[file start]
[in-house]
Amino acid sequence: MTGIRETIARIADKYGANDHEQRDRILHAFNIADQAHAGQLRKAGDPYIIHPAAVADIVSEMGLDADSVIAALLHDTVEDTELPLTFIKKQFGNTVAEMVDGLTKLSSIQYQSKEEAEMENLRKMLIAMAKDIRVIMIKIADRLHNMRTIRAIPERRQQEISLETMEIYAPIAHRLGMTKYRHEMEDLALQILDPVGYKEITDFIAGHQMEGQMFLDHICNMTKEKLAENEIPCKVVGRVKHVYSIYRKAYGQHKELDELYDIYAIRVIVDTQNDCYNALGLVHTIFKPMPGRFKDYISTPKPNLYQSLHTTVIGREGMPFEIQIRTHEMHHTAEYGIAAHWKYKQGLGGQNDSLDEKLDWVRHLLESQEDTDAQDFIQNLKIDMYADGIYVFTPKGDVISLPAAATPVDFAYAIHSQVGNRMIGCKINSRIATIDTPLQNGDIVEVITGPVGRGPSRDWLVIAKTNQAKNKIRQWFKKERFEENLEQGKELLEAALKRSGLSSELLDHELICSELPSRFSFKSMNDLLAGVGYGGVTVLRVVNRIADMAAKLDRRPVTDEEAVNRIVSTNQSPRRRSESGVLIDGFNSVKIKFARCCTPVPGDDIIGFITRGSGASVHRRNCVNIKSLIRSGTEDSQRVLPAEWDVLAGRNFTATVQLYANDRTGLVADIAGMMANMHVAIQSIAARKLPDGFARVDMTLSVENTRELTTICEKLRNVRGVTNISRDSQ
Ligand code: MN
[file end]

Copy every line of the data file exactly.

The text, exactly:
[in-house]
Amino acid sequence: MTGIRETIARIADKYGANDHEQRDRILHAFNIADQAHAGQLRKAGDPYIIHPAAVADIVSEMGLDADSVIAALLHDTVEDTELPLTFIKKQFGNTVAEMVDGLTKLSSIQYQSKEEAEMENLRKMLIAMAKDIRVIMIKIADRLHNMRTIRAIPERRQQEISLETMEIYAPIAHRLGMTKYRHEMEDLALQILDPVGYKEITDFIAGHQMEGQMFLDHICNMTKEKLAENEIPCKVVGRVKHVYSIYRKAYGQHKELDELYDIYAIRVIVDTQNDCYNALGLVHTIFKPMPGRFKDYISTPKPNLYQSLHTTVIGREGMPFEIQIRTHEMHHTAEYGIAAHWKYKQGLGGQNDSLDEKLDWVRHLLESQEDTDAQDFIQNLKIDMYADGIYVFTPKGDVISLPAAATPVDFAYAIHSQVGNRMIGCKINSRIATIDTPLQNGDIVEVITGPVGRGPSRDWLVIAKTNQAKNKIRQWFKKERFEENLEQGKELLEAALKRSGLSSELLDHELICSELPSRFSFKSMNDLLAGVGYGGVTVLRVVNRIADMAAKLDRRPVTDEEAVNRIVSTNQSPRRRSESGVLIDGFNSVKIKFARCCTPVPGDDIIGFITRGSGASVHRRNCVNIKSLIRSGTEDSQRVLPAEWDVLAGRNFTATVQLYANDRTGLVADIAGMMANMHVAIQSIAARKLPDGFARVDMTLSVENTRELTTICEKLRNVRGVTNISRDSQ
Ligand code: MN